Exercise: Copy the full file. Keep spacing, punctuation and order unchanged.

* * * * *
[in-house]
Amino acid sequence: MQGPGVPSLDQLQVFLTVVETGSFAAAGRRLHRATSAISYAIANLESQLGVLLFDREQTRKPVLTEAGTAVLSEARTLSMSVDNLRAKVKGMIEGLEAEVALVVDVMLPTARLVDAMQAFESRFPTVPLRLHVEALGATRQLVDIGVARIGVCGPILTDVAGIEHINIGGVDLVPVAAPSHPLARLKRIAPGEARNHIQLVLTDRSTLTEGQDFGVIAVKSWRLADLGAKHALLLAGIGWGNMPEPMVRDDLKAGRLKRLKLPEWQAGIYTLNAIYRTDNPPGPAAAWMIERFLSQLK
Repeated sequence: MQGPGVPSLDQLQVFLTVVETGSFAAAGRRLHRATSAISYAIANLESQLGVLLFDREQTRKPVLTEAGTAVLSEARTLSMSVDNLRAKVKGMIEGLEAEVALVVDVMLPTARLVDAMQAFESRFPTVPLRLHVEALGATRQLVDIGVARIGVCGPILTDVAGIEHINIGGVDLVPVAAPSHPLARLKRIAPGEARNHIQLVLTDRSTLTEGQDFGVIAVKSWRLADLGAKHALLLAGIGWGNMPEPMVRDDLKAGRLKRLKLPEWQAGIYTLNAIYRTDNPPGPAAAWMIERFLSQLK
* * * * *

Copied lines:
[in-house]
Amino acid sequence: MQGPGVPSLDQLQVFLTVVETGSFAAAGRRLHRATSAISYAIANLESQLGVLLFDREQTRKPVLTEAGTAVLSEARTLSMSVDNLRAKVKGMIEGLEAEVALVVDVMLPTARLVDAMQAFESRFPTVPLRLHVEALGATRQLVDIGVARIGVCGPILTDVAGIEHINIGGVDLVPVAAPSHPLARLKRIAPGEARNHIQLVLTDRSTLTEGQDFGVIAVKSWRLADLGAKHALLLAGIGWGNMPEPMVRDDLKAGRLKRLKLPEWQAGIYTLNAIYRTDNPPGPAAAWMIERFLSQLK
Repeated sequence: MQGPGVPSLDQLQVFLTVVETGSFAAAGRRLHRATSAISYAIANLESQLGVLLFDREQTRKPVLTEAGTAVLSEARTLSMSVDNLRAKVKGMIEGLEAEVALVVDVMLPTARLVDAMQAFESRFPTVPLRLHVEALGATRQLVDIGVARIGVCGPILTDVAGIEHINIGGVDLVPVAAPSHPLARLKRIAPGEARNHIQLVLTDRSTLTEGQDFGVIAVKSWRLADLGAKHALLLAGIGWGNMPEPMVRDDLKAGRLKRLKLPEWQAGIYTLNAIYRTDNPPGPAAAWMIERFLSQLK